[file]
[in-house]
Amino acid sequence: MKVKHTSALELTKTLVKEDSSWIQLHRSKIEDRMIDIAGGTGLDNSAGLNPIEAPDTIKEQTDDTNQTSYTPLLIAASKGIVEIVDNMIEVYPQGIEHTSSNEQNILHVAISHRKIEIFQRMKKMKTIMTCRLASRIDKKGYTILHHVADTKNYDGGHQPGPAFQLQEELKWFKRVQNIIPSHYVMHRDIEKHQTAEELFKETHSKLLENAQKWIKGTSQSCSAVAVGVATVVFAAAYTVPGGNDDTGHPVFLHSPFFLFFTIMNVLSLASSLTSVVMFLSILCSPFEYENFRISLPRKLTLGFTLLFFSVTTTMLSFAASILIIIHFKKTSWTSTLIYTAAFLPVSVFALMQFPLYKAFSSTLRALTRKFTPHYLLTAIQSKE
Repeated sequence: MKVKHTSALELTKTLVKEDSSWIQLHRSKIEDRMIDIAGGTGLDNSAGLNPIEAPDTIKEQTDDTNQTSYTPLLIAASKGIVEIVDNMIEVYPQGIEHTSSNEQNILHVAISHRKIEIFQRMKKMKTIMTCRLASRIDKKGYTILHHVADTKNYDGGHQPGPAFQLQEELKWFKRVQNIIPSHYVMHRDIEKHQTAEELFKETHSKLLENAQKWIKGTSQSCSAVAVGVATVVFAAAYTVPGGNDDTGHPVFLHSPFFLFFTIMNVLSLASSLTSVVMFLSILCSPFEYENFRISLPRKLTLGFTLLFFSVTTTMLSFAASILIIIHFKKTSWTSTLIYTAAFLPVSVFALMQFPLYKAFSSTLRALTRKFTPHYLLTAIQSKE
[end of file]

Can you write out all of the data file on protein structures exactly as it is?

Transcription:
[in-house]
Amino acid sequence: MKVKHTSALELTKTLVKEDSSWIQLHRSKIEDRMIDIAGGTGLDNSAGLNPIEAPDTIKEQTDDTNQTSYTPLLIAASKGIVEIVDNMIEVYPQGIEHTSSNEQNILHVAISHRKIEIFQRMKKMKTIMTCRLASRIDKKGYTILHHVADTKNYDGGHQPGPAFQLQEELKWFKRVQNIIPSHYVMHRDIEKHQTAEELFKETHSKLLENAQKWIKGTSQSCSAVAVGVATVVFAAAYTVPGGNDDTGHPVFLHSPFFLFFTIMNVLSLASSLTSVVMFLSILCSPFEYENFRISLPRKLTLGFTLLFFSVTTTMLSFAASILIIIHFKKTSWTSTLIYTAAFLPVSVFALMQFPLYKAFSSTLRALTRKFTPHYLLTAIQSKE
Repeated sequence: MKVKHTSALELTKTLVKEDSSWIQLHRSKIEDRMIDIAGGTGLDNSAGLNPIEAPDTIKEQTDDTNQTSYTPLLIAASKGIVEIVDNMIEVYPQGIEHTSSNEQNILHVAISHRKIEIFQRMKKMKTIMTCRLASRIDKKGYTILHHVADTKNYDGGHQPGPAFQLQEELKWFKRVQNIIPSHYVMHRDIEKHQTAEELFKETHSKLLENAQKWIKGTSQSCSAVAVGVATVVFAAAYTVPGGNDDTGHPVFLHSPFFLFFTIMNVLSLASSLTSVVMFLSILCSPFEYENFRISLPRKLTLGFTLLFFSVTTTMLSFAASILIIIHFKKTSWTSTLIYTAAFLPVSVFALMQFPLYKAFSSTLRALTRKFTPHYLLTAIQSKE